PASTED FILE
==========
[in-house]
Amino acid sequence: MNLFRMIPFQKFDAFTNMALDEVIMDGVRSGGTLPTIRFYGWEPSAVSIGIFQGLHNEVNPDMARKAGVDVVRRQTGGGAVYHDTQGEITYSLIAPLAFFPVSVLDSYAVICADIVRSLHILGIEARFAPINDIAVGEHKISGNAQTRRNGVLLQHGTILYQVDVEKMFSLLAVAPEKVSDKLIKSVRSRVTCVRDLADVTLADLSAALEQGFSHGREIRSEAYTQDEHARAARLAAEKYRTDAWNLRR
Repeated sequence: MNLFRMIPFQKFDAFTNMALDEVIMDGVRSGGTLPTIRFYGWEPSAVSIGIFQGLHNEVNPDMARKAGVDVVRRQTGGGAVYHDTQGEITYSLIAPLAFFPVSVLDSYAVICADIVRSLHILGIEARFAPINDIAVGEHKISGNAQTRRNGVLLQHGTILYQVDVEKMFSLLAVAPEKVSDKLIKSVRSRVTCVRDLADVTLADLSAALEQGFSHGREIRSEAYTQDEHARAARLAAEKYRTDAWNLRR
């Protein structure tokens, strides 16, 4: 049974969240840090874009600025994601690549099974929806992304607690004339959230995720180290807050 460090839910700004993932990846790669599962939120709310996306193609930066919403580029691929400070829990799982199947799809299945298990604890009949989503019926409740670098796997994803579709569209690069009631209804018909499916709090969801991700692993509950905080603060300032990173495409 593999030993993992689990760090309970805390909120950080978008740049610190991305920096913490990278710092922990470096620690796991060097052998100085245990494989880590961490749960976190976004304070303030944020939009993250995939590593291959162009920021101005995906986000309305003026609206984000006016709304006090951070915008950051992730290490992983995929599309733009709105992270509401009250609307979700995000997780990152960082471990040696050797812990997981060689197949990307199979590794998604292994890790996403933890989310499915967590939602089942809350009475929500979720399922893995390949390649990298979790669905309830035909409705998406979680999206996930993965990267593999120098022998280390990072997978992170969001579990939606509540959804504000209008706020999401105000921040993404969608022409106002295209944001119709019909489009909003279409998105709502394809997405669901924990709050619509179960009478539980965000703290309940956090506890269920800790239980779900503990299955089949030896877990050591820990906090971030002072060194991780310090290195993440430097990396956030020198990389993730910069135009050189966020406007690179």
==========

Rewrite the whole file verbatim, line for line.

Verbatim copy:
[in-house]
Amino acid sequence: MNLFRMIPFQKFDAFTNMALDEVIMDGVRSGGTLPTIRFYGWEPSAVSIGIFQGLHNEVNPDMARKAGVDVVRRQTGGGAVYHDTQGEITYSLIAPLAFFPVSVLDSYAVICADIVRSLHILGIEARFAPINDIAVGEHKISGNAQTRRNGVLLQHGTILYQVDVEKMFSLLAVAPEKVSDKLIKSVRSRVTCVRDLADVTLADLSAALEQGFSHGREIRSEAYTQDEHARAARLAAEKYRTDAWNLRR
Repeated sequence: MNLFRMIPFQKFDAFTNMALDEVIMDGVRSGGTLPTIRFYGWEPSAVSIGIFQGLHNEVNPDMARKAGVDVVRRQTGGGAVYHDTQGEITYSLIAPLAFFPVSVLDSYAVICADIVRSLHILGIEARFAPINDIAVGEHKISGNAQTRRNGVLLQHGTILYQVDVEKMFSLLAVAPEKVSDKLIKSVRSRVTCVRDLADVTLADLSAALEQGFSHGREIRSEAYTQDEHARAARLAAEKYRTDAWNLRR
């Protein structure tokens, strides 16, 4: 049974969240840090874009600025994601690549099974929806992304607690004339959230995720180290807050 460090839910700004993932990846790669599962939120709310996306193609930066919403580029691929400070829990799982199947799809299945298990604890009949989503019926409740670098796997994803579709569209690069009631209804018909499916709090969801991700692993509950905080603060300032990173495409 593999030993993992689990760090309970805390909120950080978008740049610190991305920096913490990278710092922990470096620690796991060097052998100085245990494989880590961490749960976190976004304070303030944020939009993250995939590593291959162009920021101005995906986000309305003026609206984000006016709304006090951070915008950051992730290490992983995929599309733009709105992270509401009250609307979700995000997780990152960082471990040696050797812990997981060689197949990307199979590794998604292994890790996403933890989310499915967590939602089942809350009475929500979720399922893995390949390649990298979790669905309830035909409705998406979680999206996930993965990267593999120098022998280390990072997978992170969001579990939606509540959804504000209008706020999401105000921040993404969608022409106002295209944001119709019909489009909003279409998105709502394809997405669901924990709050619509179960009478539980965000703290309940956090506890269920800790239980779900503990299955089949030896877990050591820990906090971030002072060194991780310090290195993440430097990396956030020198990389993730910069135009050189966020406007690179």